Previously, we covered the “Pull” technologies, NFC and QR (here). Today, we’re looking at the “Push” technologies.
The “Push” technologies: Beacons, Wi-Fi, Geofences
With Beacons, Wi-Fi, and Geofences, the user needs an application to be on their device and they need to perform a triggering event to receive notifications. That is, the user receives a notification via the app once they enter the coverage area of the beacon/wi-fi network/geofence, provided that they have granted permissions for the app to use location services.
The main difference between the three technologies involved is the range at which these technologies are effective. Beacons have the shortest range
(refer to the manufacturer for actual range, but typically the effective range is roughly the size of a room). Geofences, theoretically can have the largest range, up to several hundred meters (although trying to provide a location specific message at that range is probably not going to be very useful). As for Wi-fi, usual range is up to 150 feet (if indoors) or up to 300 feet (outdoors), but it can vary based on a number of factors.
How can you use beacons, wifi or geofences?
The main benefit to these technologies, compared with the pull technologies, is that there is essentially no action required to trigger an action, except for the user entering a defined area, staying within a defined area, or leaving a defined area. The only prerequisite is that the user needs to have an app able to receive a signal. Certainly, no requirement to tap an NFC enabled poster to trigger an action, or snap a picture of a QR code.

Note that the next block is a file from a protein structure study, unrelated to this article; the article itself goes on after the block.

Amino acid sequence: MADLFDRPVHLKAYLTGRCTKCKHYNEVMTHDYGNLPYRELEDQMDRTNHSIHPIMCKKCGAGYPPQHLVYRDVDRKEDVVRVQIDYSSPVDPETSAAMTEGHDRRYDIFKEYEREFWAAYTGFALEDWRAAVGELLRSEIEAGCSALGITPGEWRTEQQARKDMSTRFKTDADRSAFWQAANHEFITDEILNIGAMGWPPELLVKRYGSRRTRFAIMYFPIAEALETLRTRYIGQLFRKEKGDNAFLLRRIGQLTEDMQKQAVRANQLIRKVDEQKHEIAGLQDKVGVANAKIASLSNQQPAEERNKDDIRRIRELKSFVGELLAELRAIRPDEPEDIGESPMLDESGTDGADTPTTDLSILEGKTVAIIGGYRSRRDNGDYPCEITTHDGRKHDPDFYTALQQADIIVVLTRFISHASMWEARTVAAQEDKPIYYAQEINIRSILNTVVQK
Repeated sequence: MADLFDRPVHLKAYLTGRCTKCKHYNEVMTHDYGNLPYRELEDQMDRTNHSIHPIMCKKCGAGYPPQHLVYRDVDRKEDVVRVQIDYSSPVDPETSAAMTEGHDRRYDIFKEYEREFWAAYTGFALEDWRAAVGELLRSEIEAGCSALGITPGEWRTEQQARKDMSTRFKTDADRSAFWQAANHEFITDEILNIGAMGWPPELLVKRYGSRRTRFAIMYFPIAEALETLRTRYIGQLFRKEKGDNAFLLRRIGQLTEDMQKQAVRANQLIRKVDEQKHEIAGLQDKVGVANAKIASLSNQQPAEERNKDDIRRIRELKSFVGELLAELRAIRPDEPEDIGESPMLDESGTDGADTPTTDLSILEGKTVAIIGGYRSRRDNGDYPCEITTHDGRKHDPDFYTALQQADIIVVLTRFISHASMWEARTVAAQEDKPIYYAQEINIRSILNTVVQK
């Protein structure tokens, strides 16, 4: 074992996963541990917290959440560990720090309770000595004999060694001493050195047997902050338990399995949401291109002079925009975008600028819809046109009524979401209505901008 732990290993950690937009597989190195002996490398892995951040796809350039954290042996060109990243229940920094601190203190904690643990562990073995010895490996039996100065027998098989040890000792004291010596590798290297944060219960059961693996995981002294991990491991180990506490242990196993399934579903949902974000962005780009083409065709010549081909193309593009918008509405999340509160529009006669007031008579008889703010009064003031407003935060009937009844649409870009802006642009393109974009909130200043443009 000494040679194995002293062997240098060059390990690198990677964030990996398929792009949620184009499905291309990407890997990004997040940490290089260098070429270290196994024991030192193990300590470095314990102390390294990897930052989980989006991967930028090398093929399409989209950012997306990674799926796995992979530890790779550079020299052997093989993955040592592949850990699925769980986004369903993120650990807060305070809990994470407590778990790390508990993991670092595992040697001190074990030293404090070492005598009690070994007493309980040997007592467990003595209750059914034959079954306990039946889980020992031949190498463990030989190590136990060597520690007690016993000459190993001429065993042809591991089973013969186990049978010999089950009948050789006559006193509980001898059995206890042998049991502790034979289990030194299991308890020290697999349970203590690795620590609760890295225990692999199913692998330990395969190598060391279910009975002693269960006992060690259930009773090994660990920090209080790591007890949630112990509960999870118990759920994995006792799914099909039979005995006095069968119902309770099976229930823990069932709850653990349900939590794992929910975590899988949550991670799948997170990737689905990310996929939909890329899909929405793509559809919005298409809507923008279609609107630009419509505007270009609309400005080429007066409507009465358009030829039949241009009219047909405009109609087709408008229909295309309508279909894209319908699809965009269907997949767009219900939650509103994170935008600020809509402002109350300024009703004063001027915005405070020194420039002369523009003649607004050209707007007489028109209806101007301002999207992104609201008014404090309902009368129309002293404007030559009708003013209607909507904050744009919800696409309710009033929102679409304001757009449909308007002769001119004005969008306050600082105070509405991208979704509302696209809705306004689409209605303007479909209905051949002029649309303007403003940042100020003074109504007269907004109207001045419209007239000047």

Imagine you’ve run out of the office to catch your bus. You were engrossed in an important discussion with your Boston-area born and bred coworker on who will win the Super Bowl. A critical discussion that needed to happen as you had to drop some serious knowledge on your coworker as to why Seattle should win, but you realize that you’re leaving the office 10 minutes later than usual – and the walk normally takes about 15 minutes. You open up the transit app on your phone to check the scheduled departure time, and you realize you’re late. After running through a number of “Don’t Walk” lights, hoping against hope you can channel your inner Usain Bolt to make it to the bus stop on time, you receive a notification on your phone via the transit app stating that your bus has been delayed. You are relieved that you now have enough time to stop running, calmly walk to your bus stop and still have enough time to fire off a “Go Hawks” text to your (thanks to you) educated coworker.
You’re taking an afternoon off to go to your local museum, as you’re really interested in 17th century Dutch art and there’s a limited time exhibit closing tomorrow. As you enter the museum, you notice a poster advertising a mobile app for the museum, promising a more educational and immersive experience. Interested, you install the app, and grant permissions to allow location services to be used. As you approach Johannes Vermeer’s Girl With a Pearl Earring, you get a notification on your phone from the museum’s app. Clicking on the notification, you’re taken to a web page that details the background and history of the painting, a summary of Johannes Vermeer and his other paintings and the cultural references inspired by the painting. You’re amazed you had that much information at your fingertips without having to get really close to the painting and the little summary that is usually posted next to the artwork.
In conclusion, I hope these Proximity Primer and Using the Technology articles helped explain how and why this is such an exciting field. There are a number of different ways these technologies can be leveraged to help you engage your customers in a new, meaningful way.
Would you like to know how you can use these technologies to extend your reach? Click on the Try It Free button below.